Canadians need to rethink air travel in a warming world

We all need to recognize that our lives are deeply dependent on the health of Earth’s ecosystems, and that our current lifestyle is putting these systems at risk



Air travel is the one of the fastest-growing sources of climate emissions in Canada, but this is rarely talked about. 

Canadians take about seven million commercial airline trips every month. According to the Conference Board of Canada, more than 10 million Canadians will travel overseas in 2018. 

Travel allows us to connect with far-off loved ones, learn about new cultures, meet new people and recover from our stressful lives.

But flying also constitutes the single largest source of greenhouse gas emissions for many Canadians.

Just one Toronto-London return flight emits about two tons of carbon – twice the annual carbon footprint of the average person on Earth.

Emissions from commercial aviation in Canada increased by almost 50 per cent between 2009 and 2016, and global emissions from air travel are expected to quadruple over the next 30 years.

The UN’s Intergovernmental Panel on Climate Change (IPCC) says we will need to cut global carbon emissions in half within 12 years if we are to avert catastrophic floods, fires, heat waves and species loss.

That goal is impossible unless we stabilize emissions from air travel, but with scant public discussion on the subject, there is minimal pressure on airlines to reduce pollution. 

The aviation industry, desperate to avoid increased taxes, has worked for years on CORSIA, the Carbon Offsetting and Reduction Scheme for International Aviation, which would make it mandatory for airlines to buy carbon offsets for emissions. Its goal is to reduce net aviation emissions by 50 per cent by 2050.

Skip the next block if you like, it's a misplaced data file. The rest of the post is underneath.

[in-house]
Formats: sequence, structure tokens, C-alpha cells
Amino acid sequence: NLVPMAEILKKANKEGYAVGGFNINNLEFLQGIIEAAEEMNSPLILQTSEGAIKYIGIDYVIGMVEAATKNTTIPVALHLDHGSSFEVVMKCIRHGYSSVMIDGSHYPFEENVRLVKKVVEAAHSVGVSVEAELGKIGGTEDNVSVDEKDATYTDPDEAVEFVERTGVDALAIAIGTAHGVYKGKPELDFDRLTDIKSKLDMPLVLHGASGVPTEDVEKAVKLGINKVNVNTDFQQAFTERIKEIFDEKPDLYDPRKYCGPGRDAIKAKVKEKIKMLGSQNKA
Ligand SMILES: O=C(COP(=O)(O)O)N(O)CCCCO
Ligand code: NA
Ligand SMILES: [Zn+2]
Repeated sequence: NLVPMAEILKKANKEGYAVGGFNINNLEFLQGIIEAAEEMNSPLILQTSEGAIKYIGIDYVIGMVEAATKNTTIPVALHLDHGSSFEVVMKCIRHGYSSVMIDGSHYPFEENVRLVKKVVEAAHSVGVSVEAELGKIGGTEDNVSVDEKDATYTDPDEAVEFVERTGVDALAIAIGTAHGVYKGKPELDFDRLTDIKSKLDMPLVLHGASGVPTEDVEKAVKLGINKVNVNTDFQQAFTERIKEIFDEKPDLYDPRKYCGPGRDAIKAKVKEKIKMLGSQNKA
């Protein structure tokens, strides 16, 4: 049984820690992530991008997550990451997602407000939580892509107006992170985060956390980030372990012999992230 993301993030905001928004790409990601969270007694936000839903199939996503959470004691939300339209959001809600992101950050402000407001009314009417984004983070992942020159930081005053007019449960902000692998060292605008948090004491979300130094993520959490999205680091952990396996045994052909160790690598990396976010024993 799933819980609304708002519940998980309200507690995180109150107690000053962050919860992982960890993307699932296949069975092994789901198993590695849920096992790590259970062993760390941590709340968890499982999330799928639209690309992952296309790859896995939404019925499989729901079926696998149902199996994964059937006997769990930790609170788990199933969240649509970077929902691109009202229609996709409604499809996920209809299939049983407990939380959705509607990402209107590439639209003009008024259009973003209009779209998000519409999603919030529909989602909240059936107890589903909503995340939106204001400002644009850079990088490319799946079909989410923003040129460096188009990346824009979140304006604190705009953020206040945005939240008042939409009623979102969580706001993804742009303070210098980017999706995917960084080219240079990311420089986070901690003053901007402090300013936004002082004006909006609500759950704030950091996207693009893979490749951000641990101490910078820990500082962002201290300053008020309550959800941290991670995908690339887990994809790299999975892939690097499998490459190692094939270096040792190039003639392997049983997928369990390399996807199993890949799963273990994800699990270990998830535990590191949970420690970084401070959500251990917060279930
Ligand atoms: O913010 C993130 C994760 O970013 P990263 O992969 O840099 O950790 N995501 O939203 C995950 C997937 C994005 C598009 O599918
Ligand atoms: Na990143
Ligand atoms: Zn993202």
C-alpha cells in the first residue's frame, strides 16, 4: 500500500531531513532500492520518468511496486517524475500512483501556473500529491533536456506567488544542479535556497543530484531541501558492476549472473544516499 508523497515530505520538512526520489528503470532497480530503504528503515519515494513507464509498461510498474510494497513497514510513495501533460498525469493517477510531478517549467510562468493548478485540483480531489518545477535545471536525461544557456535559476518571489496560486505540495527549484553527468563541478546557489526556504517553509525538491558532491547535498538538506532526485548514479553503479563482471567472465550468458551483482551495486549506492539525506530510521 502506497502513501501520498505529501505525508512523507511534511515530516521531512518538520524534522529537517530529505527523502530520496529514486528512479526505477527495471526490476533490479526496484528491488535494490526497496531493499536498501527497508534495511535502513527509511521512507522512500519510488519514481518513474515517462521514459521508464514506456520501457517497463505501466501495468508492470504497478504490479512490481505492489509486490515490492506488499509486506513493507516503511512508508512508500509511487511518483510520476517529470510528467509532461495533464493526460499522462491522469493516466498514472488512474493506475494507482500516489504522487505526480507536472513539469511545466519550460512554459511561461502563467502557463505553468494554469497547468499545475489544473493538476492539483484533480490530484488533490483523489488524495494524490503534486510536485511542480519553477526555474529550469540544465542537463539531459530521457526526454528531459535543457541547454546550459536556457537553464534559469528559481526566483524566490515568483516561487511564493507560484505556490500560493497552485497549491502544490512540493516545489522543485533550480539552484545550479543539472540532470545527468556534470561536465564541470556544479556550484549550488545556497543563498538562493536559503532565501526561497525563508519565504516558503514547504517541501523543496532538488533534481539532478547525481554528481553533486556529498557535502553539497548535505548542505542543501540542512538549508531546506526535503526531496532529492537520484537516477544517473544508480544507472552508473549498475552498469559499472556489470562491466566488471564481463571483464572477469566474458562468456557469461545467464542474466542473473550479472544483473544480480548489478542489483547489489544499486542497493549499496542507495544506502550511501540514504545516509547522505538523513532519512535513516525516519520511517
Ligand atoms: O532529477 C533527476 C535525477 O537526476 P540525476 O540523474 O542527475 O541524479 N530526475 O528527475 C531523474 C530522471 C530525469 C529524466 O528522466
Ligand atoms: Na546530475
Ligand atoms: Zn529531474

But the agreement has been widely criticized for its slow implementation (the plan won’t be mandatory until 2027 ), a reliance on offsets rather than actual emission reductions and the assumption that questionable technological fixes, namely the advent of electric planes and biofuels, will help cut pollution from jet travel.

What does all this mean for those of us planning our next vacation?

We all need to recognize that our lives are deeply dependent on the health of Earth’s ecosystems, and that our current lifestyle is putting these systems at risk.

The vast majority of international flights are neither for business nor family visits – they are for pleasure. It’s time to rethink our vacation travel and consider flight-free options instead. 

Individual change is necessary but not sufficient. We need to urge our governments to come up with ways to reduce aviation growth, and to expand infrastructure for lower-emission means of travel, such as buses and trains.

Reducing air travel may seem like a sacrifice. It does constitute a reduction in freedom and convenience. But day-to-day choices really do matter. Modelling a way of life that can be shared by all is the only way we can protect the health of our planet for generations to come.

Michael Polanyi is a community worker, writer and activist.

@nowtoronto

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